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Most people look at silverware and think dinner. Frederick Kuck looks at it and thinks eagle or crane.

The Neosho artist, who drilled wells for a living and raised beef cattle, found out he had a talent for making something extraordinary out of something ordinary in 1995. His sister, who owned a restaurant, asked him to make an iguana out of metal scraps. A crocodile followed soon after.

“It’s a gift God gave me, I guess,” says Kuck.

An eagle he made out of spoons and knives was among the best in a regional art contest, and moved on to the state-level competition.

That piece sold for $2,500. He’s sold other pieces for $1,200.

The 77-year-old metal artist found a gold mine in scraps when the Carnation plant in Oconomowoc stopped making cans, leaving behind rods and other pieces of metal that turned into cranes and other creatures.

“Most of the stuff I use is recycled. I don’t buy new material,” says Kuck.

Kuck doesn’t do a lot of planning before he starts a piece. “I look at pictures and real things, but I never make a drawing,” he explains.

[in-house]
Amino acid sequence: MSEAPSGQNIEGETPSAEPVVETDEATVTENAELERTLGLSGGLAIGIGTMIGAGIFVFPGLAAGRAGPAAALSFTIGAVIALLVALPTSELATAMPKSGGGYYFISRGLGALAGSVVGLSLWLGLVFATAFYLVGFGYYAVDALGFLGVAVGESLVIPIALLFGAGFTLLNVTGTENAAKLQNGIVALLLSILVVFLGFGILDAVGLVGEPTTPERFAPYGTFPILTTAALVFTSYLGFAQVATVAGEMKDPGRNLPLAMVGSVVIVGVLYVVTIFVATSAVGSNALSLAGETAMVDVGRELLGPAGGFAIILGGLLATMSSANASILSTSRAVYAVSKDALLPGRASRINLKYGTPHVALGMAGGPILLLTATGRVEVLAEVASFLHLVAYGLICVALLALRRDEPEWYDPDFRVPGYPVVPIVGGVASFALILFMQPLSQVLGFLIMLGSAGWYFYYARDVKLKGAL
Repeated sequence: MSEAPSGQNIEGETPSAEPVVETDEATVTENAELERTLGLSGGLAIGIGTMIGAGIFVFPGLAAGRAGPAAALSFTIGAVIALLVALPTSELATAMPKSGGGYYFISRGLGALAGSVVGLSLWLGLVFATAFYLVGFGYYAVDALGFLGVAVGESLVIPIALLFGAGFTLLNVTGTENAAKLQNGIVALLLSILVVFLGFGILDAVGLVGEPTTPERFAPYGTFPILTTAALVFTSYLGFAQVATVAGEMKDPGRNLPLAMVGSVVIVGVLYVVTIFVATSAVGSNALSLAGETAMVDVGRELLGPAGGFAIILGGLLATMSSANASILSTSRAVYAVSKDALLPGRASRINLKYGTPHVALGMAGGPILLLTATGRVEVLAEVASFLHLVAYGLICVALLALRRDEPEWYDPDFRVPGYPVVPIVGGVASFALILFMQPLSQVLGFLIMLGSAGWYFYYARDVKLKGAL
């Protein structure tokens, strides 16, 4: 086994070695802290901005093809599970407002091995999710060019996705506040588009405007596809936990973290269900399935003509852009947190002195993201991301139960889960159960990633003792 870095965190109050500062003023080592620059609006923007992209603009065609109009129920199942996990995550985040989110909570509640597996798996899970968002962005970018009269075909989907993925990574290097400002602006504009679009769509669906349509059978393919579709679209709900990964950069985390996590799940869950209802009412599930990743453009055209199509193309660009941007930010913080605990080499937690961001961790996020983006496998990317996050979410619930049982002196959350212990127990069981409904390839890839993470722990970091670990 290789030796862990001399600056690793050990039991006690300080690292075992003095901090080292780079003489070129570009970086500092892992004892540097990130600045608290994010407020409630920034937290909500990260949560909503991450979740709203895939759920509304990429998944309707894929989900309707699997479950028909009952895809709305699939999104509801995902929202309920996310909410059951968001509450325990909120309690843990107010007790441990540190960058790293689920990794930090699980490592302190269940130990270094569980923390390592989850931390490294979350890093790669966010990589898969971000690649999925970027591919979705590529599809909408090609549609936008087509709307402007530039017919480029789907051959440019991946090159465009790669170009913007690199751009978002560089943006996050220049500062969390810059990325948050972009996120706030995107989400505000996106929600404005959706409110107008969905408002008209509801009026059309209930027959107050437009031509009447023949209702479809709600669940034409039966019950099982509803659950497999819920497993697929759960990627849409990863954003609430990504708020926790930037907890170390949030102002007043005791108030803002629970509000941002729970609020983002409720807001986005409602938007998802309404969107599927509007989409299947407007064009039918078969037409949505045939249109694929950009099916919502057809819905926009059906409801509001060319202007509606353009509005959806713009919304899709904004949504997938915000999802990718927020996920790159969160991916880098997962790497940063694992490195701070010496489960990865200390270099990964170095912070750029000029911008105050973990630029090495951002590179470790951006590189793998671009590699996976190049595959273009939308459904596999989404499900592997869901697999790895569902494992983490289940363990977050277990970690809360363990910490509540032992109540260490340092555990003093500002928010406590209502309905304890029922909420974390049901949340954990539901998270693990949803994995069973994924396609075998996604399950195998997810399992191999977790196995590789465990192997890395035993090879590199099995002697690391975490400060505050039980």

He’s always been a creator of things. In 1972, he made a new conveyance out of a Harley cycle and Volkswagen. “It might have been the first three-wheeled motorcycle,” says Kuck.

Kuck has lived in the same spot between Neosho and Ashippun since marrying his wife Sylvia in 1961. The place, and eight grandchildren, keep them busy.

For a time he, along with several other artists, sold creations at Little Vittles in Oconomowoc, but “it was not my cup of tea to be a salesperson.”

Kuck doesn’t like to keep his art and prefers to make things for others.

“I just like building stuff. I don’t play golf, I don’t do sports,” says Kuck.

“I guess you’d call it therapy.”

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